For example, Ralph Drollinger, founder of Capitol Ministers, which targets political leaders with his powerful Bible study groups, argues that social welfare programs have no basis in Scripture. He says God believes in deregulation, lack of environmental regulations, lack of regulation on business. This hits home the fact that the movement is not just about banning abortion or reinforcing the traditional family. It’s about government, power and access to money, private, and to some extent, public.

Is abortion still the No. 1 gateway issue for getting evangelicals on board?

The last Values Voters Summit I attended, Tony Perkins, the head of the Family Research Council, stood up on the stage as three or four volunteers pushed out these enormous baby cribs filled with baby hats. It’s a stunt to communicate to rank and file: This is about abortion. Abortion is the most important issue. At another event for pastors, movement leaders tried to communicate to pastors the issue they should persuade their congregants to vote on. One of the leaders said, “When you’re talking to congregations about financial issues, what’s more important: the minimum wage or life?”

Over the years, leaders of a movement called the New Right, one of the intellectual movements that played a very strong role in forming the coalition we see today, settled on the issue of abortion as an issue to unite various disparate strands of the movement.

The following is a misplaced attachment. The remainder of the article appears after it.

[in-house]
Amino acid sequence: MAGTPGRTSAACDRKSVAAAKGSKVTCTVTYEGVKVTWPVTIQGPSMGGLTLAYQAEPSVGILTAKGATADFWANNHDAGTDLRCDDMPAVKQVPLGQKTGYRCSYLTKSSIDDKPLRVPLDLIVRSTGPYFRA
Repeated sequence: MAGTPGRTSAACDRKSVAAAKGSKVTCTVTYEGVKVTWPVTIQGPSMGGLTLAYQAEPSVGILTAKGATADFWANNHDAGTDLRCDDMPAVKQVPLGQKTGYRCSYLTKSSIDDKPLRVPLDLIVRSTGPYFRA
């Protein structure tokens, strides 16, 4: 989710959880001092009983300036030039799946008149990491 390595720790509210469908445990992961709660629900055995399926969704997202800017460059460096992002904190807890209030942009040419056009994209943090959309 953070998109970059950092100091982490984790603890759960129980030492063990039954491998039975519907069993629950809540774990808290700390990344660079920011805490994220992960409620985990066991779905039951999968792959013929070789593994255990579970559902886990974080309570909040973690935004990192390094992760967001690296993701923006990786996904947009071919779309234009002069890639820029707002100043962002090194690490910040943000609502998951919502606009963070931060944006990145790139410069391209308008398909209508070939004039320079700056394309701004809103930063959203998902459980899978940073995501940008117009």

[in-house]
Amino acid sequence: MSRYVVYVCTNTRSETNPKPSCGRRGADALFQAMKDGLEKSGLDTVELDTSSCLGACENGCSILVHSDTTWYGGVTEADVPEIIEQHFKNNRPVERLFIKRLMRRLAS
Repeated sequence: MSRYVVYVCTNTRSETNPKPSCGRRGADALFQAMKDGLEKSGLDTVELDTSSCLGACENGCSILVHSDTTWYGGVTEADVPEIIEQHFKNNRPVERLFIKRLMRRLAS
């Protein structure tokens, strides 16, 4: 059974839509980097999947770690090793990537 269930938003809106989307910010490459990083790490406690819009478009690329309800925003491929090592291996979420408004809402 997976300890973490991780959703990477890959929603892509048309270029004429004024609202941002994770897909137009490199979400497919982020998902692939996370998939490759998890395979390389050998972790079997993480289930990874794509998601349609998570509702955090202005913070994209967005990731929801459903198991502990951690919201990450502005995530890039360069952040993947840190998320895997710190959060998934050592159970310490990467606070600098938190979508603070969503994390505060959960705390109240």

What kind of threat does the movement present to democratic norms?

Religious nationalism doesn’t just represent its political opponents as people with honest differences of opinion. Trump stood up at this year’s March for Life and accused his political opponents of pushing believers out of the public square. Tony Perkins represented people who vote differently as though they were allied with the rulers of darkness or demonic. This is very dangerous language. If our democracy is to function effectively, we need to recognize that even though we may hold differences of opinion, we share a common humanity. Demonizing one’s opponents has been proved to be dangerous around the world. Our pluralist country has avoided the most toxic forms of religious division.